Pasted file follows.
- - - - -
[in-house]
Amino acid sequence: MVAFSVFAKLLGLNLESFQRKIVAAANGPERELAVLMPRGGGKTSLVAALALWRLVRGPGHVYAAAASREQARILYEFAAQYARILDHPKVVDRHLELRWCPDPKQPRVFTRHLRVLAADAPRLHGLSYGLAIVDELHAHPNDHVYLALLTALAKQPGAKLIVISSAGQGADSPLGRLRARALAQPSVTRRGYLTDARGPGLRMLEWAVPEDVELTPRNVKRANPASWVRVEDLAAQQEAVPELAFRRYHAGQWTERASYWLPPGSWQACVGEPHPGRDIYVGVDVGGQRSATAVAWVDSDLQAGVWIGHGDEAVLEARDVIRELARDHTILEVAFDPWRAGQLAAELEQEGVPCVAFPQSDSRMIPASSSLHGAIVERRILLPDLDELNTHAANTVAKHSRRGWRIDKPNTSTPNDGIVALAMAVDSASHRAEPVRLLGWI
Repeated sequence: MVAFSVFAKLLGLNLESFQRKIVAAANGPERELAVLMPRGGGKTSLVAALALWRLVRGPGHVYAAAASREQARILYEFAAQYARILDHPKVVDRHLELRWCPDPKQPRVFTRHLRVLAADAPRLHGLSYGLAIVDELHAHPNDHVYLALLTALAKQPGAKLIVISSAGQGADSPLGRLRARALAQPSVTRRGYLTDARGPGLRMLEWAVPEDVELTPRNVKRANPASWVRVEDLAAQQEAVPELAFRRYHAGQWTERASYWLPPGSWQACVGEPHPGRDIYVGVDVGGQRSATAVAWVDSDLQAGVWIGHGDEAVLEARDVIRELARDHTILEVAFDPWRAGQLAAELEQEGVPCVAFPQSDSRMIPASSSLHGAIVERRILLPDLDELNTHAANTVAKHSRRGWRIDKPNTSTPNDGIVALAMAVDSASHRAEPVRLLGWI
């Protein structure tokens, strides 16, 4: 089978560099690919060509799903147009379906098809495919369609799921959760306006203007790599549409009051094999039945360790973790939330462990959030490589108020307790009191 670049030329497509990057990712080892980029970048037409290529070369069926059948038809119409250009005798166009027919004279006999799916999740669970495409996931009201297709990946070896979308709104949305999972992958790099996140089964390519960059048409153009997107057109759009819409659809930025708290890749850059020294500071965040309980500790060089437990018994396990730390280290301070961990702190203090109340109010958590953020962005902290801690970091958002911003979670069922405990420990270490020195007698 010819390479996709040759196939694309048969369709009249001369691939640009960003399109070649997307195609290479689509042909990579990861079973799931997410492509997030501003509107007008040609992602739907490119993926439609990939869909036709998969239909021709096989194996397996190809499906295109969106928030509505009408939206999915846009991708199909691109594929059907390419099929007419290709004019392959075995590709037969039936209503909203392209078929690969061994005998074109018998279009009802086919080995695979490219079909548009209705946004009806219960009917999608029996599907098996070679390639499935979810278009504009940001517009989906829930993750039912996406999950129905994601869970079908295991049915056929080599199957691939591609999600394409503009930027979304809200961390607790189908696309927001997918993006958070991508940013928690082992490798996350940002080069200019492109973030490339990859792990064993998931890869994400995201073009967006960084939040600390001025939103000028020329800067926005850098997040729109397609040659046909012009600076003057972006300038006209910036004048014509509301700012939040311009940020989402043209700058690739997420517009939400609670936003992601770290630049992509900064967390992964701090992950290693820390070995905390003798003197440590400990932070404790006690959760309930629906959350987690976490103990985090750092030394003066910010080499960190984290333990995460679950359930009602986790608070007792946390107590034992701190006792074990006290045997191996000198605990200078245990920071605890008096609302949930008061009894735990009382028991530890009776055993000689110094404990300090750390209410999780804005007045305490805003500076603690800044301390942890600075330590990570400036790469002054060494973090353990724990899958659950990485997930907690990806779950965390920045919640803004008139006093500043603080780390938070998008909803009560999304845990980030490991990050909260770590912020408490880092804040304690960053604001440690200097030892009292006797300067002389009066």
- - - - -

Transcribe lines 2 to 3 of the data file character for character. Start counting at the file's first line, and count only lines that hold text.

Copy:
Amino acid sequence: MVAFSVFAKLLGLNLESFQRKIVAAANGPERELAVLMPRGGGKTSLVAALALWRLVRGPGHVYAAAASREQARILYEFAAQYARILDHPKVVDRHLELRWCPDPKQPRVFTRHLRVLAADAPRLHGLSYGLAIVDELHAHPNDHVYLALLTALAKQPGAKLIVISSAGQGADSPLGRLRARALAQPSVTRRGYLTDARGPGLRMLEWAVPEDVELTPRNVKRANPASWVRVEDLAAQQEAVPELAFRRYHAGQWTERASYWLPPGSWQACVGEPHPGRDIYVGVDVGGQRSATAVAWVDSDLQAGVWIGHGDEAVLEARDVIRELARDHTILEVAFDPWRAGQLAAELEQEGVPCVAFPQSDSRMIPASSSLHGAIVERRILLPDLDELNTHAANTVAKHSRRGWRIDKPNTSTPNDGIVALAMAVDSASHRAEPVRLLGWI
Repeated sequence: MVAFSVFAKLLGLNLESFQRKIVAAANGPERELAVLMPRGGGKTSLVAALALWRLVRGPGHVYAAAASREQARILYEFAAQYARILDHPKVVDRHLELRWCPDPKQPRVFTRHLRVLAADAPRLHGLSYGLAIVDELHAHPNDHVYLALLTALAKQPGAKLIVISSAGQGADSPLGRLRARALAQPSVTRRGYLTDARGPGLRMLEWAVPEDVELTPRNVKRANPASWVRVEDLAAQQEAVPELAFRRYHAGQWTERASYWLPPGSWQACVGEPHPGRDIYVGVDVGGQRSATAVAWVDSDLQAGVWIGHGDEAVLEARDVIRELARDHTILEVAFDPWRAGQLAAELEQEGVPCVAFPQSDSRMIPASSSLHGAIVERRILLPDLDELNTHAANTVAKHSRRGWRIDKPNTSTPNDGIVALAMAVDSASHRAEPVRLLGWI